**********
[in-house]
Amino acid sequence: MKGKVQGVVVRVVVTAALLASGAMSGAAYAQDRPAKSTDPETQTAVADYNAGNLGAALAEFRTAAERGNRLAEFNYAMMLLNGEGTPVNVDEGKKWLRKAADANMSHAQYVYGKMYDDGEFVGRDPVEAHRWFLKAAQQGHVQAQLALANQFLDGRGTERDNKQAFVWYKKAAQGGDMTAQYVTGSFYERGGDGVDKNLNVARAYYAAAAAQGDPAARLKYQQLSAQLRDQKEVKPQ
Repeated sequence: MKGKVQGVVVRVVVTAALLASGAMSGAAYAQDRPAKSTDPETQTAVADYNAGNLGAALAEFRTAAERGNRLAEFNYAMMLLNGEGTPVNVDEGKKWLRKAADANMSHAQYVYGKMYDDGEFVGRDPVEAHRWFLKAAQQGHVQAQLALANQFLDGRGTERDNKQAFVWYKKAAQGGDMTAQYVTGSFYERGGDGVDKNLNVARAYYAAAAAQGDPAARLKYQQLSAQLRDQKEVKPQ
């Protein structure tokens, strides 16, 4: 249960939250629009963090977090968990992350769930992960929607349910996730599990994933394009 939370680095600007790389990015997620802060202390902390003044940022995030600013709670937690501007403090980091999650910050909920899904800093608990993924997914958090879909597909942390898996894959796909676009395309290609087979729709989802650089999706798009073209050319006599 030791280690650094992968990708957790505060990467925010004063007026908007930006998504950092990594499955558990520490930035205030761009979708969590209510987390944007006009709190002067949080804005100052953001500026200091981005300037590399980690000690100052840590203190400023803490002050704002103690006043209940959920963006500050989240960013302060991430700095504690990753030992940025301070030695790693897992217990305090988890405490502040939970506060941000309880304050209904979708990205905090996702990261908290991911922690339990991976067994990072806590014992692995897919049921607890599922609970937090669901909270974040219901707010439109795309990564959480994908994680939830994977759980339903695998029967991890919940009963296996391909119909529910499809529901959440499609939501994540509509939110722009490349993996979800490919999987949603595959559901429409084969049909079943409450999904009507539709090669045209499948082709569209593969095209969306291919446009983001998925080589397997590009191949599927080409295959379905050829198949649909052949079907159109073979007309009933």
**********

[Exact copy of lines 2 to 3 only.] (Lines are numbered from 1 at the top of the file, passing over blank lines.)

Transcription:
Amino acid sequence: MKGKVQGVVVRVVVTAALLASGAMSGAAYAQDRPAKSTDPETQTAVADYNAGNLGAALAEFRTAAERGNRLAEFNYAMMLLNGEGTPVNVDEGKKWLRKAADANMSHAQYVYGKMYDDGEFVGRDPVEAHRWFLKAAQQGHVQAQLALANQFLDGRGTERDNKQAFVWYKKAAQGGDMTAQYVTGSFYERGGDGVDKNLNVARAYYAAAAAQGDPAARLKYQQLSAQLRDQKEVKPQ
Repeated sequence: MKGKVQGVVVRVVVTAALLASGAMSGAAYAQDRPAKSTDPETQTAVADYNAGNLGAALAEFRTAAERGNRLAEFNYAMMLLNGEGTPVNVDEGKKWLRKAADANMSHAQYVYGKMYDDGEFVGRDPVEAHRWFLKAAQQGHVQAQLALANQFLDGRGTERDNKQAFVWYKKAAQGGDMTAQYVTGSFYERGGDGVDKNLNVARAYYAAAAAQGDPAARLKYQQLSAQLRDQKEVKPQ